Class of 2020 Video Production grad Cassandra Hinnegan recently landed a producing gig for Shaw Spotlight as one of a team of local producers whose job it is to bring to life compelling human-interest stories from the communities in the form of diverse short-form documentaries.


“In this position, my job is to find people who have interesting stories to showcase each month. Since I mostly work on my own, my skill level has grown with each project,” Hinnegan said, noting that she’s grateful to her studies at Toronto Film School Online for preparing her for the job.


“The (Video Production) program gave me enough of an understanding of each part to be able to go out and find the story, plan how I want it to look/feel, and film on my own, with the ability to set up the cameras, lights, and sound with minimum struggle.


“And, of course, finally being able to edit it all into a feature that is a cinematic short doc on someone’s life. This job has provided me the opportunity to grow the skills I learned at TFS and…it has forced me out of my shell.”


Most recently in her role at Shaw, Hinnegan had the opportunity to film the 2nd Annual International Powwow in Red Deer, Alberta – an experience she called “amazing.”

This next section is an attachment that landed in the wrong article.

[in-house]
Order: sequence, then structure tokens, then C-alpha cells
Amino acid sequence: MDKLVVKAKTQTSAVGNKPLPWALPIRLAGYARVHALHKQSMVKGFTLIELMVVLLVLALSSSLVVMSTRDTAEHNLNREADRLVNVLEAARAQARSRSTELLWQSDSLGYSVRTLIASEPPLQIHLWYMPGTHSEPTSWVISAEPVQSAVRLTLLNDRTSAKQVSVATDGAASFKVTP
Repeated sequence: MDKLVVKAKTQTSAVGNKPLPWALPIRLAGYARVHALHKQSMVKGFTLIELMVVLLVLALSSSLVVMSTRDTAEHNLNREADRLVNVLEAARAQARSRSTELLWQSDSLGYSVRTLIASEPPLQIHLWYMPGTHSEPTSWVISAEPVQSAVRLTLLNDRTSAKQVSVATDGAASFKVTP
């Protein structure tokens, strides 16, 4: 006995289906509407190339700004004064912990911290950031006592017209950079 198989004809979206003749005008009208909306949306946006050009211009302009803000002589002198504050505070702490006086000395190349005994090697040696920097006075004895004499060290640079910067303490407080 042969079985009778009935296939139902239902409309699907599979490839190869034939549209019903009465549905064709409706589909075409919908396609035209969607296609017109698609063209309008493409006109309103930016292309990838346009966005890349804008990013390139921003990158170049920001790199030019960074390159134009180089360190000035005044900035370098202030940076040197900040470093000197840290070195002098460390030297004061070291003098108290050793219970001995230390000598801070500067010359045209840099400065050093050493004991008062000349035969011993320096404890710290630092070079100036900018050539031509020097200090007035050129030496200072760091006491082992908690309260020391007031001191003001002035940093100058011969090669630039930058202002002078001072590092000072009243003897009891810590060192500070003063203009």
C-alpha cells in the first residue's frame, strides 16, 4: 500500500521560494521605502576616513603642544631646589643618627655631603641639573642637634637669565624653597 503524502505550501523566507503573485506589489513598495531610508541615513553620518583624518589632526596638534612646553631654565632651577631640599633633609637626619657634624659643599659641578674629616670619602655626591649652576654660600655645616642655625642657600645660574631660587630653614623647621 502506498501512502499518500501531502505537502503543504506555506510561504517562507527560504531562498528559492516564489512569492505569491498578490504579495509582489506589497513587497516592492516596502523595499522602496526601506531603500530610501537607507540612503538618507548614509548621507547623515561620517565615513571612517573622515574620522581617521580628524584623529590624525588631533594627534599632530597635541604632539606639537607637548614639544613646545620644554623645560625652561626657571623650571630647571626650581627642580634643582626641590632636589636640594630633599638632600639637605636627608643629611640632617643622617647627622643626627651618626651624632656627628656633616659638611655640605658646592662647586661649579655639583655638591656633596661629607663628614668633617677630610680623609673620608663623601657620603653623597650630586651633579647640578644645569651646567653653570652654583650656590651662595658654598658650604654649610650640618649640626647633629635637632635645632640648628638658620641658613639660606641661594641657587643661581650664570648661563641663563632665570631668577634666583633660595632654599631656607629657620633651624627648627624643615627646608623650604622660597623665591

“When not running a camera, I was in charge of the Elder interviews, which was one of the most incredible experiences of my film life to date,” said Hinnegan, who’s currently a Bachelor of Creative Arts student at Yorkville University.


Some of Hinnegan’s other projects with Shaw Spotlight include: Honouring History, A Life of Foraging, Jessica’s Story, and Mom, Contractor, and Hero, among others.


“Getting to meet all these amazing people and hear their stories has been incredible. I also get to run the local channel, helping decide what gets shown and what is missing that would make it better,” she explained.


“Then we go out to find local producers that fit that need…and we help them with filming, editing, and making sure they stay within the CRTC guidelines with content.


“So, needless to say, there is never a boring moment here with Shaw Spotlight, which I hope one day will lead to a filming project that will change the world, one person at a time.”